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git-merge(1)
============
 
NAME
----
git-merge - Join two or more development histories together
 
 
SYNOPSIS
--------
[verse]
'git merge' [-n] [--stat] [--no-commit] [--squash] [-s <strategy>]...
	[-m <msg>] <commit>...
'git merge' <msg> HEAD <commit>...
 
DESCRIPTION
-----------
Merges the history specified by <commit> into HEAD, optionally using a
specific merge strategy.
 
The second syntax (<msg> `HEAD` <commit>...) is supported for
historical reasons.  Do not use it from the command line or in
new scripts.  It is the same as `git merge -m <msg> <commit>...`.
 
*Warning*: Running 'git-merge' with uncommitted changes is
discouraged: while possible, it leaves you in a state that is hard to
back out of in the case of a conflict.
 
 
OPTIONS
-------
include::merge-options.txt[]
 
-m <msg>::
	Set the commit message to be used for the merge commit (in
	case one is created). The 'git fmt-merge-msg' command can be
	used to give a good default for automated 'git merge'
	invocations.
 
<commit>...::
	Commits, usually other branch heads, to merge into our branch.
	You need at least one <commit>.  Specifying more than one
	<commit> obviously means you are trying an Octopus.
 
include::merge-strategies.txt[]
 
 
If you tried a merge which resulted in complex conflicts and
want to start over, you can recover with 'git-reset'.
 
CONFIGURATION
-------------
include::merge-config.txt[]
 
branch.<name>.mergeoptions::
	Sets default options for merging into branch <name>. The syntax and
	supported options are the same as those of 'git merge', but option
	values containing whitespace characters are currently not supported.
 
HOW MERGE WORKS
---------------
 
A merge is always between the current `HEAD` and one or more
commits (usually, branch head or tag), and the index file must
match the tree of `HEAD` commit (i.e. the contents of the last commit)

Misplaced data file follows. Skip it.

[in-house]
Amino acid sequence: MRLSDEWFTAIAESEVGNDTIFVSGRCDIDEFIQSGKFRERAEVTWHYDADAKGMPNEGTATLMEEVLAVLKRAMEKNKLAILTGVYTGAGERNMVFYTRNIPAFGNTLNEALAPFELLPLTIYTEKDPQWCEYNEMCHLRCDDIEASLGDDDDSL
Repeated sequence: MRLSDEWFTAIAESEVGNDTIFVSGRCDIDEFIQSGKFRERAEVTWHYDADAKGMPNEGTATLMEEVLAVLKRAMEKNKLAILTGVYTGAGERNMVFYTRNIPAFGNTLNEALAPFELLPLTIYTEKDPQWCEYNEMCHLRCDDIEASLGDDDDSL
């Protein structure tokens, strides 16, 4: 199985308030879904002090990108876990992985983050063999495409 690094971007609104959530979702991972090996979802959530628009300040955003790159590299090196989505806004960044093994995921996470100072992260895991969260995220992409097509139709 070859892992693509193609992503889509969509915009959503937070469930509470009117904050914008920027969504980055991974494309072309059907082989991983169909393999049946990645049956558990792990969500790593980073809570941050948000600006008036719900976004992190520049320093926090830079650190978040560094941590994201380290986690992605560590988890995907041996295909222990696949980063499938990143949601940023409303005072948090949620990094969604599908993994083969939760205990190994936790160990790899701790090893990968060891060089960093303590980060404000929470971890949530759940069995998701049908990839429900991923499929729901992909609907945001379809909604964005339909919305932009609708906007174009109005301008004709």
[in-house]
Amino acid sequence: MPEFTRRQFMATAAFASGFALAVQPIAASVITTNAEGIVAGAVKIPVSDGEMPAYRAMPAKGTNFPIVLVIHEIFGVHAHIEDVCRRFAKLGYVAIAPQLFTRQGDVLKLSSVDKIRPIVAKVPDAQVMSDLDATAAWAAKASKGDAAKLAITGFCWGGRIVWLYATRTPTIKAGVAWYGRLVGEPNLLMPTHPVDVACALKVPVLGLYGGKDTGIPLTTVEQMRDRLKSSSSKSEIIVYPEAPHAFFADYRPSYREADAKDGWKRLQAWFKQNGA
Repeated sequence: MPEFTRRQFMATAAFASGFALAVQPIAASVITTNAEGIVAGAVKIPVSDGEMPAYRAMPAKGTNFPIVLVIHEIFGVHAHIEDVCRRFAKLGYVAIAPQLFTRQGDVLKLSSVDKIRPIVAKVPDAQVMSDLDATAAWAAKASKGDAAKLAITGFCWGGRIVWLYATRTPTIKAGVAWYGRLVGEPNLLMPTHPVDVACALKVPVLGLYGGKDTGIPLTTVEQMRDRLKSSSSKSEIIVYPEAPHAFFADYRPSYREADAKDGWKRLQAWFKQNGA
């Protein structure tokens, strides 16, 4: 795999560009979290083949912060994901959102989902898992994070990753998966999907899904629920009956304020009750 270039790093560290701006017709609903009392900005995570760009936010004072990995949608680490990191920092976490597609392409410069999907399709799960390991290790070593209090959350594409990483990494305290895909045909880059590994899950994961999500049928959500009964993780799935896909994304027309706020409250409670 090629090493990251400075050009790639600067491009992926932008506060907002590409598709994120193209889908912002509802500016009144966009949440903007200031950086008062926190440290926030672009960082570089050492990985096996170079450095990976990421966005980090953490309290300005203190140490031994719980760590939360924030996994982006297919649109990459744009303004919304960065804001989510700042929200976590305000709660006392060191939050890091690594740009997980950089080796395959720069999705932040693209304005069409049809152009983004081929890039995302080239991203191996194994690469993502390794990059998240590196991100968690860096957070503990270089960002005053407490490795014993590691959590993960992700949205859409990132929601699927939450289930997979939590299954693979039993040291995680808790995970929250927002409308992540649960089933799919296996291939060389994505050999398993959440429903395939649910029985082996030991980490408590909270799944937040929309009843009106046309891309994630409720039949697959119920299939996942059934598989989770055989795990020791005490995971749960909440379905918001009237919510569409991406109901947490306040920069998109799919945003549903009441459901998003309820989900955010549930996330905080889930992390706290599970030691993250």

when it starts out.  In other words, `git diff --cached HEAD` must
report no changes.  (One exception is when the changed index
entries are already in the same state that would result from
the merge anyway.)
 
Three kinds of merge can happen:
 
* The merged commit is already contained in `HEAD`. This is the
  simplest case, called "Already up-to-date."
 
* `HEAD` is already contained in the merged commit. This is the
  most common case especially when invoked from 'git pull':
  you are tracking an upstream repository, have committed no local
  changes and now you want to update to a newer upstream revision.
  Your `HEAD` (and the index) is updated to point at the merged
  commit, without creating an extra merge commit.  This is
  called "Fast-forward".
 
* Both the merged commit and `HEAD` are independent and must be
  tied together by a merge commit that has both of them as its parents.
  The rest of this section describes this "True merge" case.
 
The chosen merge strategy merges the two commits into a single
new source tree.
When things merge cleanly, this is what happens:
 
1. The results are updated both in the index file and in your
   working tree;
2. Index file is written out as a tree;
3. The tree gets committed; and
4. The `HEAD` pointer gets advanced.
 
Because of 2., we require that the original state of the index
file matches exactly the current `HEAD` commit; otherwise we
will write out your local changes already registered in your
index file along with the merge result, which is not good.
Because 1. involves only those paths differing between your
branch and the branch you are merging
(which is typically a fraction of the whole tree), you can
have local modifications in your working tree as long as they do
not overlap with what the merge updates.
 
When there are conflicts, the following happens:
 
1. `HEAD` stays the same.
 
2. Cleanly merged paths are updated both in the index file and
   in your working tree.
 
3. For conflicting paths, the index file records up to three
   versions; stage1 stores the version from the common ancestor,
   stage2 from `HEAD`, and stage3 from the other branch (you
   can inspect the stages with `git ls-files -u`).  The working
   tree files contain the result of the "merge" program; i.e. 3-way
   merge results with familiar conflict markers `<<< === >>>`.
 
4. No other changes are done.  In particular, the local
   modifications you had before you started merge will stay the
   same and the index entries for them stay as they were,
   i.e. matching `HEAD`.
 
HOW CONFLICTS ARE PRESENTED
---------------------------
 
During a merge, the working tree files are updated to reflect the result
of the merge.  Among the changes made to the common ancestor's version,
non-overlapping ones (that is, you changed an area of the file while the